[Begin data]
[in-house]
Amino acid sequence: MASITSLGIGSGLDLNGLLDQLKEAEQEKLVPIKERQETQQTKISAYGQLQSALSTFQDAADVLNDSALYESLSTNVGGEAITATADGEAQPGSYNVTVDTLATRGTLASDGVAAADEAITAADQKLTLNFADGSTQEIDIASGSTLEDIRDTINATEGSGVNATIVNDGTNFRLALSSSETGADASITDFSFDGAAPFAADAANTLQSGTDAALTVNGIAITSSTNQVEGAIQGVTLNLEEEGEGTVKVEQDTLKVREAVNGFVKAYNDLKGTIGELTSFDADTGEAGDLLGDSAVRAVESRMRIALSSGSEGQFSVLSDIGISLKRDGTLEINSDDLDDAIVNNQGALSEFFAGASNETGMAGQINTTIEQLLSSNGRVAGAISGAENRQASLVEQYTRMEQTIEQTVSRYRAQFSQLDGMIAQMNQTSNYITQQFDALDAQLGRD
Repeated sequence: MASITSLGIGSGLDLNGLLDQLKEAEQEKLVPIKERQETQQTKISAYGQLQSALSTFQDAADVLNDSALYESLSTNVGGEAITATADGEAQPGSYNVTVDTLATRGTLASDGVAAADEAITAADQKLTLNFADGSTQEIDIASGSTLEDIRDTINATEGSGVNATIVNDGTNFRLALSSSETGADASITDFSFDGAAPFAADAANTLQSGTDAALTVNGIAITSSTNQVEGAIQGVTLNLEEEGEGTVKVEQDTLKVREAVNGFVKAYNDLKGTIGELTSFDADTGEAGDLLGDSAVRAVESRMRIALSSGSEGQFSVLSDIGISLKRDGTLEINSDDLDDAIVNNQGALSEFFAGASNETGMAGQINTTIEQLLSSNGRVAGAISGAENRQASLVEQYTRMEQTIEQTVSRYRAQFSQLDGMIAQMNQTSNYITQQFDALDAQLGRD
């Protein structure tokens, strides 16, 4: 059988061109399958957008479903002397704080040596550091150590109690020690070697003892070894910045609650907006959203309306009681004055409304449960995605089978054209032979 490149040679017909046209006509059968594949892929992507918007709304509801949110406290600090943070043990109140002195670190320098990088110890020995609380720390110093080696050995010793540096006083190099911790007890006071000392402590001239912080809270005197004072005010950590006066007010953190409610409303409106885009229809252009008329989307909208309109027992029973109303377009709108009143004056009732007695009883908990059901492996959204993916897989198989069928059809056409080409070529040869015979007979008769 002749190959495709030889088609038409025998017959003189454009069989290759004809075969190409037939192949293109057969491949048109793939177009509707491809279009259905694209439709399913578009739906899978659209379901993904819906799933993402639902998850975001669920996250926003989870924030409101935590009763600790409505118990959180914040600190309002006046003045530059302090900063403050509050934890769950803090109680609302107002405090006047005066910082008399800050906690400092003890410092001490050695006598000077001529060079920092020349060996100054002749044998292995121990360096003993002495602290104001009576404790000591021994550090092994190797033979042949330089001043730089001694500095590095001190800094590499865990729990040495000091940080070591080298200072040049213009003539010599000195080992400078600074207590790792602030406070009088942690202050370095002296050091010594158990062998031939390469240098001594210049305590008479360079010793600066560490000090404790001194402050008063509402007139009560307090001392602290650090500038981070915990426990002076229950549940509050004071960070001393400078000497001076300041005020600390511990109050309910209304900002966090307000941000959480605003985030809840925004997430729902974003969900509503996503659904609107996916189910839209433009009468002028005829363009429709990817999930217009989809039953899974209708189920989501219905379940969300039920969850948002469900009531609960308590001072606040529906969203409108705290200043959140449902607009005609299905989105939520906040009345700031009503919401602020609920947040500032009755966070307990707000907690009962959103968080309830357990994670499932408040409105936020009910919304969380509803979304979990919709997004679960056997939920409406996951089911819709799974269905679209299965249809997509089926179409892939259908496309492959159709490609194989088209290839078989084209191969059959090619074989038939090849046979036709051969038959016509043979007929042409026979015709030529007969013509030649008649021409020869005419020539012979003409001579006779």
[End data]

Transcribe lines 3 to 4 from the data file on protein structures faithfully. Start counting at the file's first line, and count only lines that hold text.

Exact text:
Repeated sequence: MASITSLGIGSGLDLNGLLDQLKEAEQEKLVPIKERQETQQTKISAYGQLQSALSTFQDAADVLNDSALYESLSTNVGGEAITATADGEAQPGSYNVTVDTLATRGTLASDGVAAADEAITAADQKLTLNFADGSTQEIDIASGSTLEDIRDTINATEGSGVNATIVNDGTNFRLALSSSETGADASITDFSFDGAAPFAADAANTLQSGTDAALTVNGIAITSSTNQVEGAIQGVTLNLEEEGEGTVKVEQDTLKVREAVNGFVKAYNDLKGTIGELTSFDADTGEAGDLLGDSAVRAVESRMRIALSSGSEGQFSVLSDIGISLKRDGTLEINSDDLDDAIVNNQGALSEFFAGASNETGMAGQINTTIEQLLSSNGRVAGAISGAENRQASLVEQYTRMEQTIEQTVSRYRAQFSQLDGMIAQMNQTSNYITQQFDALDAQLGRD
């Protein structure tokens, strides 16, 4: 059988061109399958957008479903002397704080040596550091150590109690020690070697003892070894910045609650907006959203309306009681004055409304449960995605089978054209032979 490149040679017909046209006509059968594949892929992507918007709304509801949110406290600090943070043990109140002195670190320098990088110890020995609380720390110093080696050995010793540096006083190099911790007890006071000392402590001239912080809270005197004072005010950590006066007010953190409610409303409106885009229809252009008329989307909208309109027992029973109303377009709108009143004056009732007695009883908990059901492996959204993916897989198989069928059809056409080409070529040869015979007979008769 002749190959495709030889088609038409025998017959003189454009069989290759004809075969190409037939192949293109057969491949048109793939177009509707491809279009259905694209439709399913578009739906899978659209379901993904819906799933993402639902998850975001669920996250926003989870924030409101935590009763600790409505118990959180914040600190309002006046003045530059302090900063403050509050934890769950803090109680609302107002405090006047005066910082008399800050906690400092003890410092001490050695006598000077001529060079920092020349060996100054002749044998292995121990360096003993002495602290104001009576404790000591021994550090092994190797033979042949330089001043730089001694500095590095001190800094590499865990729990040495000091940080070591080298200072040049213009003539010599000195080992400078600074207590790792602030406070009088942690202050370095002296050091010594158990062998031939390469240098001594210049305590008479360079010793600066560490000090404790001194402050008063509402007139009560307090001392602290650090500038981070915990426990002076229950549940509050004071960070001393400078000497001076300041005020600390511990109050309910209304900002966090307000941000959480605003985030809840925004997430729902974003969900509503996503659904609107996916189910839209433009009468002028005829363009429709990817999930217009989809039953899974209708189920989501219905379940969300039920969850948002469900009531609960308590001072606040529906969203409108705290200043959140449902607009005609299905989105939520906040009345700031009503919401602020609920947040500032009755966070307990707000907690009962959103968080309830357990994670499932408040409105936020009910919304969380509803979304979990919709997004679960056997939920409406996951089911819709799974269905679209299965249809997509089926179409892939259908496309492959159709490609194989088209290839078989084209191969059959090619074989038939090849046979036709051969038959016509043979007929042409026979015709030529007969013509030649008649021409020869005419020539012979003409001579006779």